Nasal moisturizer is a solution designed to lubricate and draw moisture into the nasal passages. Usually a saline-based solution, nasal moisturizer is available in several forms including drops, sprays, and aerosols. Some nasal moisturizers are a straight saline solution, while others include medicinal ingredients and added moisturizers.
Cold weather can cause the nasal membranes to thicken and dry out. This process is exacerbated by the dryness of indoor air when heaters are used, making it uncomfortable or even painful to breathe through the nose. Allergies can also cause the nasal membranes to swell, causing a painful combination of dryness and congestion. Infants and children with colds are unable to blow their noses, resulting in a thick buildup of hardened mucus in the nasal cavity. Nasal moisturizer is an alternative to systemic medication for relief from all of these conditions.
Straight saline solution is the oldest and most benign form of nasal moisturizer, and also the most common. Because it does not contain medication, it is safe to use during pregnancy and breast-feeding, and has a very low occurrence of side effects. Saline solution works by softening any hardened mucus buildup and physically clearing the sinus passages of mucoid obstruction. Plain water doesn’t give the same action because it lacks the necessary salt content, and does not activate the nasal membranes. When the nasal membranes are activated, the nasal cilia activate, and help move the mucus either toward the throat or toward the nostril openings.
Many popular nasal moisturizers contain added moisturizing agents like aloe vera, which soothe irritation and reduce pain. Aloe helps by penetrating the nasal membrane and reducing inflammation, which reduces swelling and pain. Aloe also hastens cell regeneration, giving it limited healing properties as well. Aloe vera is considered a very benign substance, although allergies and side effects do rarely occur. Ingesting a harmful amount of aloe through a nasal moisturizer is highly unlikely, but pregnant women should still check with their doctor before use.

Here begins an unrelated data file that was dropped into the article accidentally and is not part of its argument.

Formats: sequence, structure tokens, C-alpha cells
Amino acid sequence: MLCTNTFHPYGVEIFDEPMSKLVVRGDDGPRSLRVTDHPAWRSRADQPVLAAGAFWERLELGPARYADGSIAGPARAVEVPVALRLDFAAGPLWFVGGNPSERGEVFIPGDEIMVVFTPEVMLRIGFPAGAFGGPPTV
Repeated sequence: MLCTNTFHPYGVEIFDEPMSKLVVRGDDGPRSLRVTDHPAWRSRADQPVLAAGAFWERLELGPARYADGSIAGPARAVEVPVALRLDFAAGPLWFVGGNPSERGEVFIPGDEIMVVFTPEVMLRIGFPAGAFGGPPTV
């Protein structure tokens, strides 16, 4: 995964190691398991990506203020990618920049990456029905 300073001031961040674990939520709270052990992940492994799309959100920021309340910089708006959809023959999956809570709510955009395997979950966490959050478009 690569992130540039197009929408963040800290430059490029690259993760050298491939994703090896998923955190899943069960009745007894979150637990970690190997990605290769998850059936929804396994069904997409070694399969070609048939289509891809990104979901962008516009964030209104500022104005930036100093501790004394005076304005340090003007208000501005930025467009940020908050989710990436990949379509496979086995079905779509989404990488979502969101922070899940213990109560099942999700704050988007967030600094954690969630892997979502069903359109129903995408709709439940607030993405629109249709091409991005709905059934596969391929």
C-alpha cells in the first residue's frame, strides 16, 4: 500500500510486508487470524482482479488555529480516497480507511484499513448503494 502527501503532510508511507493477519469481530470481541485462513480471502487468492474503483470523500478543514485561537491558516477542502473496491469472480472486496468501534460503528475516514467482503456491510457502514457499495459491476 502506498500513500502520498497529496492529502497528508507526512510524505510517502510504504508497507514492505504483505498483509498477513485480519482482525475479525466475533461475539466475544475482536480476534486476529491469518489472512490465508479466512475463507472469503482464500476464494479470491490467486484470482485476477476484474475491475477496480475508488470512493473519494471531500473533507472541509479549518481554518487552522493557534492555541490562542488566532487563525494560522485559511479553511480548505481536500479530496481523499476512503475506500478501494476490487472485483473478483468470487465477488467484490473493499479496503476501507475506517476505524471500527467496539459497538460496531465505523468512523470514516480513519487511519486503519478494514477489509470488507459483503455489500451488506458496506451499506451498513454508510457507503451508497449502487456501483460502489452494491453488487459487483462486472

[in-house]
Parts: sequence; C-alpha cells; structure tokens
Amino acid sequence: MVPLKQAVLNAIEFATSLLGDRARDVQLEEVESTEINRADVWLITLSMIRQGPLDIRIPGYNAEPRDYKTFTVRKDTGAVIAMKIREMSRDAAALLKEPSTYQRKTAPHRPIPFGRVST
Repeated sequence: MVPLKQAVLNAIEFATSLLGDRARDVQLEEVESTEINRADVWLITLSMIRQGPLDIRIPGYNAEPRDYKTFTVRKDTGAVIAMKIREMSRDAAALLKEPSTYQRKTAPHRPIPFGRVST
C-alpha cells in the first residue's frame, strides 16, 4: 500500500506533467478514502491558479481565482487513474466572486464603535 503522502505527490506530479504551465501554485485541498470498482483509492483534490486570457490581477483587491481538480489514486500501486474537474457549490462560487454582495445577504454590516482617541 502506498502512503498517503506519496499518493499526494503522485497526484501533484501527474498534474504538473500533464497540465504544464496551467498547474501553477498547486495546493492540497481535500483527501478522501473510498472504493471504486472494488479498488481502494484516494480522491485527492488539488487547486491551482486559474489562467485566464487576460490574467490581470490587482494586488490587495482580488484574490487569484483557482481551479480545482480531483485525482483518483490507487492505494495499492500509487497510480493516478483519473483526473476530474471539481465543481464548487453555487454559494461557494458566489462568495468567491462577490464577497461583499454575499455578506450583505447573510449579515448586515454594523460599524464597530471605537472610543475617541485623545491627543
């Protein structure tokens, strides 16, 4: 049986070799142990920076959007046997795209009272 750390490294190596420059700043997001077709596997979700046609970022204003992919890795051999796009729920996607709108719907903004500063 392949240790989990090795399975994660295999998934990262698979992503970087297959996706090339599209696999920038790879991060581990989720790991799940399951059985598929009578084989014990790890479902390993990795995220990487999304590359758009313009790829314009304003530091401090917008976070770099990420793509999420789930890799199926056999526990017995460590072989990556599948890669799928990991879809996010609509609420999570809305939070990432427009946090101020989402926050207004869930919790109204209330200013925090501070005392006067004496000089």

Nasal moisturizers with added antihistamines are available over the counter, and work by shrinking the nasal tissues and temporarily clearing the nasal passages. They are very effective at clearing acute congestion, as from a cold, but should not be used for chronic conditions such as allergies. Antihistamines shrink the tissues only temporarily. When the effect wears off, the user is once again congested, and must use the product again, creating a dependence. When use is discontinued entirely, users experience a rebound effect in which the congestion occurs more severely than before, and must be weaned off of the nasal spray with the help of an ear, nose, and throat specialist.
Prescription nasal sprays are generally just nasal moisturizers with added medicinal agents. Cortisone is a popular additive because it has potent anti-inflammatory properties. Intra-nasal cortisone use causes very few side effects compared to oral use, mostly because the concentration is so low, but also because the the nasal membranes absorb only a fraction of the amount absorbed into the bloodstream from a pill. Since these nasal moisturizers are available by prescription only, the doctor will screen the patient for contraindicated conditions.